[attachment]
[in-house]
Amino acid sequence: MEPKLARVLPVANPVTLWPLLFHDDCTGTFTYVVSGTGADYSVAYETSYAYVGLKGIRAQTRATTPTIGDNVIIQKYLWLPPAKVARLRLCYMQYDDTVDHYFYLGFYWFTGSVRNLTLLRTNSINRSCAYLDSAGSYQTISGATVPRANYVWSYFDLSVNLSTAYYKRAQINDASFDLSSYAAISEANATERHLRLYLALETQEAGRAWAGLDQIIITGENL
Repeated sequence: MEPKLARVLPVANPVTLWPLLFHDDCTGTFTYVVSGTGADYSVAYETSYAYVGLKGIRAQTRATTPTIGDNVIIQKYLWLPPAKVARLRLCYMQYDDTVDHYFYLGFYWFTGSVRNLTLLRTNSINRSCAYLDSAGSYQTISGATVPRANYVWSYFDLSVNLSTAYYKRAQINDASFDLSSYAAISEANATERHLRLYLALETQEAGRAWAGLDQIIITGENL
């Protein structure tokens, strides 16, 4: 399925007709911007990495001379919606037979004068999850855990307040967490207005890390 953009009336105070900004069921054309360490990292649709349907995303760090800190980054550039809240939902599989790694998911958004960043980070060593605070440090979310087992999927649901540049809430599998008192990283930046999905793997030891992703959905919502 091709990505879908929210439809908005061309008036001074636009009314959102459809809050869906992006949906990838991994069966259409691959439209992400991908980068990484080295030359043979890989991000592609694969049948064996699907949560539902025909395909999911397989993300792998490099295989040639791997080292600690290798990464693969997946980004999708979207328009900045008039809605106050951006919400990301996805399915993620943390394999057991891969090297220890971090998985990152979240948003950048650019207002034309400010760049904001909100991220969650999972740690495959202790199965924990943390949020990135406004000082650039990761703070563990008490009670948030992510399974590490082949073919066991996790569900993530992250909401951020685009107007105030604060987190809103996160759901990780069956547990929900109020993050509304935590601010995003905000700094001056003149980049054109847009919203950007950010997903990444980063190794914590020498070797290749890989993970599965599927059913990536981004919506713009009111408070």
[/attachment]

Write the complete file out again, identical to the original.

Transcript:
[in-house]
Amino acid sequence: MEPKLARVLPVANPVTLWPLLFHDDCTGTFTYVVSGTGADYSVAYETSYAYVGLKGIRAQTRATTPTIGDNVIIQKYLWLPPAKVARLRLCYMQYDDTVDHYFYLGFYWFTGSVRNLTLLRTNSINRSCAYLDSAGSYQTISGATVPRANYVWSYFDLSVNLSTAYYKRAQINDASFDLSSYAAISEANATERHLRLYLALETQEAGRAWAGLDQIIITGENL
Repeated sequence: MEPKLARVLPVANPVTLWPLLFHDDCTGTFTYVVSGTGADYSVAYETSYAYVGLKGIRAQTRATTPTIGDNVIIQKYLWLPPAKVARLRLCYMQYDDTVDHYFYLGFYWFTGSVRNLTLLRTNSINRSCAYLDSAGSYQTISGATVPRANYVWSYFDLSVNLSTAYYKRAQINDASFDLSSYAAISEANATERHLRLYLALETQEAGRAWAGLDQIIITGENL
């Protein structure tokens, strides 16, 4: 399925007709911007990495001379919606037979004068999850855990307040967490207005890390 953009009336105070900004069921054309360490990292649709349907995303760090800190980054550039809240939902599989790694998911958004960043980070060593605070440090979310087992999927649901540049809430599998008192990283930046999905793997030891992703959905919502 091709990505879908929210439809908005061309008036001074636009009314959102459809809050869906992006949906990838991994069966259409691959439209992400991908980068990484080295030359043979890989991000592609694969049948064996699907949560539902025909395909999911397989993300792998490099295989040639791997080292600690290798990464693969997946980004999708979207328009900045008039809605106050951006919400990301996805399915993620943390394999057991891969090297220890971090998985990152979240948003950048650019207002034309400010760049904001909100991220969650999972740690495959202790199965924990943390949020990135406004000082650039990761703070563990008490009670948030992510399974590490082949073919066991996790569900993530992250909401951020685009107007105030604060987190809103996160759901990780069956547990929900109020993050509304935590601010995003905000700094001056003149980049054109847009919203950007950010997903990444980063190794914590020498070797290749890989993970599965599927059913990536981004919506713009009111408070």